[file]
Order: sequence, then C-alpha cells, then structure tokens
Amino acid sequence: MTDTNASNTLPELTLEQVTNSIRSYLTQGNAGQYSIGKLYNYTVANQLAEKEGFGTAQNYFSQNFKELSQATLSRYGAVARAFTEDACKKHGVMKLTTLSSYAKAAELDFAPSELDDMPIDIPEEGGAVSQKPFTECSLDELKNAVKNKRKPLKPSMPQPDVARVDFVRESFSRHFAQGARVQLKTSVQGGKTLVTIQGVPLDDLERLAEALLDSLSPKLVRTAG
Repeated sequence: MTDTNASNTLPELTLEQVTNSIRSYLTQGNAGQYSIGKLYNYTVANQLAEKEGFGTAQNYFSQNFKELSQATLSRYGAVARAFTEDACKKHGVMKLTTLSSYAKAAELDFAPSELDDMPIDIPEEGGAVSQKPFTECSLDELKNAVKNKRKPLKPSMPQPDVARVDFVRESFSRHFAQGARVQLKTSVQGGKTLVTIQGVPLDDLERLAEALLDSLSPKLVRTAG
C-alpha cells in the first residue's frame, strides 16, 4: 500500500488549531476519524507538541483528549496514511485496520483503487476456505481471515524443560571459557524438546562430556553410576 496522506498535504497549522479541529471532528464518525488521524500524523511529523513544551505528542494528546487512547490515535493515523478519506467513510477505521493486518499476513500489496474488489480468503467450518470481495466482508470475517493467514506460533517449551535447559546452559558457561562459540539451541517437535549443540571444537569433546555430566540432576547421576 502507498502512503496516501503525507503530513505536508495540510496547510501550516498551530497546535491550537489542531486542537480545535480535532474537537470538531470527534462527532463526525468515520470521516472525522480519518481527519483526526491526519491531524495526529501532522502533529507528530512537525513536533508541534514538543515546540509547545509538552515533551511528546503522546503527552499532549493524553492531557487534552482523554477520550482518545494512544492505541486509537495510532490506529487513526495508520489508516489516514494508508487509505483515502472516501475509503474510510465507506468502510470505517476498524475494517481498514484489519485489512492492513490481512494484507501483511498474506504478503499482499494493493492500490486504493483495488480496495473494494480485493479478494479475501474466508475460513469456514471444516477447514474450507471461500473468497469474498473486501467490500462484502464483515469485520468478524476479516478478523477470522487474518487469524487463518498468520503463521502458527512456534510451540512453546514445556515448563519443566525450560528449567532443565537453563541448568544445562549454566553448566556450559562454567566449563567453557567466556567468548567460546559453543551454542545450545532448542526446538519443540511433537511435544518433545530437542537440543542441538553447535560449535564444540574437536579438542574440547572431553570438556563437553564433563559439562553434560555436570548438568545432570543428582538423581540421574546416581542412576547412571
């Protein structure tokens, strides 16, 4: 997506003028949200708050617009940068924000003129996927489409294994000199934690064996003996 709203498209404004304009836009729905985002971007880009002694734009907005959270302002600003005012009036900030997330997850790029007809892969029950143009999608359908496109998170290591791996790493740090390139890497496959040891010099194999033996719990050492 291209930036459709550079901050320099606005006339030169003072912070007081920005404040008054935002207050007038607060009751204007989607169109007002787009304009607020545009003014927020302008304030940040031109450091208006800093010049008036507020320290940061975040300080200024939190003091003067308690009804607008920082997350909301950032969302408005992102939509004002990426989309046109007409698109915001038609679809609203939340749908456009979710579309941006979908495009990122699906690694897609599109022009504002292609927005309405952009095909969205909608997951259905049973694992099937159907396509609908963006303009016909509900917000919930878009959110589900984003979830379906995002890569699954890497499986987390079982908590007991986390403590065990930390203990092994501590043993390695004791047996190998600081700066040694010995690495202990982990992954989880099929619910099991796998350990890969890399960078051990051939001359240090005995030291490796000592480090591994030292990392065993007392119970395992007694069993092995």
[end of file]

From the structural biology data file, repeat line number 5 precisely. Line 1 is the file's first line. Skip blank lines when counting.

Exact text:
């Protein structure tokens, strides 16, 4: 997506003028949200708050617009940068924000003129996927489409294994000199934690064996003996 709203498209404004304009836009729905985002971007880009002694734009907005959270302002600003005012009036900030997330997850790029007809892969029950143009999608359908496109998170290591791996790493740090390139890497496959040891010099194999033996719990050492 291209930036459709550079901050320099606005006339030169003072912070007081920005404040008054935002207050007038607060009751204007989607169109007002787009304009607020545009003014927020302008304030940040031109450091208006800093010049008036507020320290940061975040300080200024939190003091003067308690009804607008920082997350909301950032969302408005992102939509004002990426989309046109007409698109915001038609679809609203939340749908456009979710579309941006979908495009990122699906690694897609599109022009504002292609927005309405952009095909969205909608997951259905049973694992099937159907396509609908963006303009016909509900917000919930878009959110589900984003979830379906995002890569699954890497499986987390079982908590007991986390403590065990930390203990092994501590043993390695004791047996190998600081700066040694010995690495202990982990992954989880099929619910099991796998350990890969890399960078051990051939001359240090005995030291490796000592480090591994030292990392065993007392119970395992007694069993092995």